One of the characters to emerge from my study of Elizabethan England is the marvelous saint Nicholas Owen. Known as ‘Little John’, Owen was a Jesuit lay brother. A carpenter from Oxford, he was only a little bit taller than a dwarf. A loyal, Samwise Gamgee kind of hobbitish fellow, he was a sturdy, hardworking and faithful servant. He is the man who designed and built countless ‘priest holes’ in recusant country houses across England. The queen’s ‘poursuivants’ or searchers for priests were thorough and tireless. To stay one step ahead of them Owen had to devise increasingly cunning hiding places. He would build false walls and then put another false wall in front of it so when they tapped and found it hollow and tore the wall down they would find an empty hiding place–never supposing that the real hiding place was in another wall behind that one. He used sewage drains, false chimney flues, fake attics and underfloor hiding places. Often he would even build in a hole to be used as a toilet and minute holes in the walls through which a straw could be placed so the priest (who might have to hide there for days or even weeks) could be fed secretly.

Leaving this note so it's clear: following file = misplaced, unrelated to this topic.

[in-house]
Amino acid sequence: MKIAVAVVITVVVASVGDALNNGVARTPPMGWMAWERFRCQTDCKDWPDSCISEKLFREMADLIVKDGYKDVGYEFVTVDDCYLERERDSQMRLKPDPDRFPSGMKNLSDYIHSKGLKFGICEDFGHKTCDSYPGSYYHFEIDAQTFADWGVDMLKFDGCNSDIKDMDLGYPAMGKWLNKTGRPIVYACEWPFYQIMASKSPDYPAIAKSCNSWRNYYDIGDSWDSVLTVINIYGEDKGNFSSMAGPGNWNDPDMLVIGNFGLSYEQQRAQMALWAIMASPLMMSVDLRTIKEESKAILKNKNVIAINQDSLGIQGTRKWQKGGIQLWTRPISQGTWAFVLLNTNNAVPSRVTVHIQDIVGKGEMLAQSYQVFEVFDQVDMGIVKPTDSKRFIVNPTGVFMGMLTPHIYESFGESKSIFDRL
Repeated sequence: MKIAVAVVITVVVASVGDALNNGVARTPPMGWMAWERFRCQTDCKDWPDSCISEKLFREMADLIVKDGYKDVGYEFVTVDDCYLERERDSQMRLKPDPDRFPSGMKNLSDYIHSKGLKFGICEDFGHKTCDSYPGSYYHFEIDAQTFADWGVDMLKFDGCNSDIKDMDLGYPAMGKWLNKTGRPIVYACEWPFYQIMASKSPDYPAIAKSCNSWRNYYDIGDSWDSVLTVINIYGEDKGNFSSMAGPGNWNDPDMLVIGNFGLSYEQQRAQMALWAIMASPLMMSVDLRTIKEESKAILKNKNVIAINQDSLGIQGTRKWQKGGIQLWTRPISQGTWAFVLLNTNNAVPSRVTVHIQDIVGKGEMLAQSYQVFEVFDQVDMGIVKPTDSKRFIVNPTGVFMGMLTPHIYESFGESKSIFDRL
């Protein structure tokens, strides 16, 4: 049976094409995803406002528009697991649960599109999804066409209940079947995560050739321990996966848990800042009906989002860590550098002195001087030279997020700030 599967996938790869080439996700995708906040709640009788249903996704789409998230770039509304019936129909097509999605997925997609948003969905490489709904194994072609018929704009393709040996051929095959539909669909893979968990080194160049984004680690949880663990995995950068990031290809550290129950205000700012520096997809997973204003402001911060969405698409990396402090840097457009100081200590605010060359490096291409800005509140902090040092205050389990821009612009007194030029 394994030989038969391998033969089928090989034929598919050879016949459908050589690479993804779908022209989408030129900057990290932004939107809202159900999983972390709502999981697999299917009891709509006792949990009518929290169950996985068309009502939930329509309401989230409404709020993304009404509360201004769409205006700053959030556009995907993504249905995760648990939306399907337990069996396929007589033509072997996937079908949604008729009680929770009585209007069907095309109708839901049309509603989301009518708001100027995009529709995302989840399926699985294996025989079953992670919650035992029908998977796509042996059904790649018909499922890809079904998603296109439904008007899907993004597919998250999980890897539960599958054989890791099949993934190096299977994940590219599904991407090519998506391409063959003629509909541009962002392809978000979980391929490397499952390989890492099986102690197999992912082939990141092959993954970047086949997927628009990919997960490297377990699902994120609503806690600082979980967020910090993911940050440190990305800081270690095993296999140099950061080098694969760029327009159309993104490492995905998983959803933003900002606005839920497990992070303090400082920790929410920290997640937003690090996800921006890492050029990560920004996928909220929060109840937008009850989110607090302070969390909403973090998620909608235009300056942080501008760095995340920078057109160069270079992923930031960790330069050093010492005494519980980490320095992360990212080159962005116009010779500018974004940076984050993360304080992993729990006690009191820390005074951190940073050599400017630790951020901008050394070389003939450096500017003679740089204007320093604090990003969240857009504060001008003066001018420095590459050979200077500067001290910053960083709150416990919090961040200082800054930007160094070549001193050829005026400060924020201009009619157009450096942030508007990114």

Little John was captured thrice. The first time he was imprisoned in the Tower of London. The second time, in the tower he was tortured. The final time he was captured in the crackdown after the Gunpowder Plot. Despite cruel torture he never revealed his hiding places, and he finally died under torture in the tower.
What I like about Nicholas Owen is his stout and determined faith. He never gave in and shows the kind of courage in the face of adversity of all the great saints. I also like his littleness. Somehow he shows us the stalwart courage of all God’s ‘little’ saints. He was not only little physically, but he was comparatively unlearned and unpolished. He was, like Jesus himself, only a carpenter, but he displayed heroism and a ‘bigness’ to shame us all. He’s leaping up in my gallery of saints, and I pray for a measure of his greatness.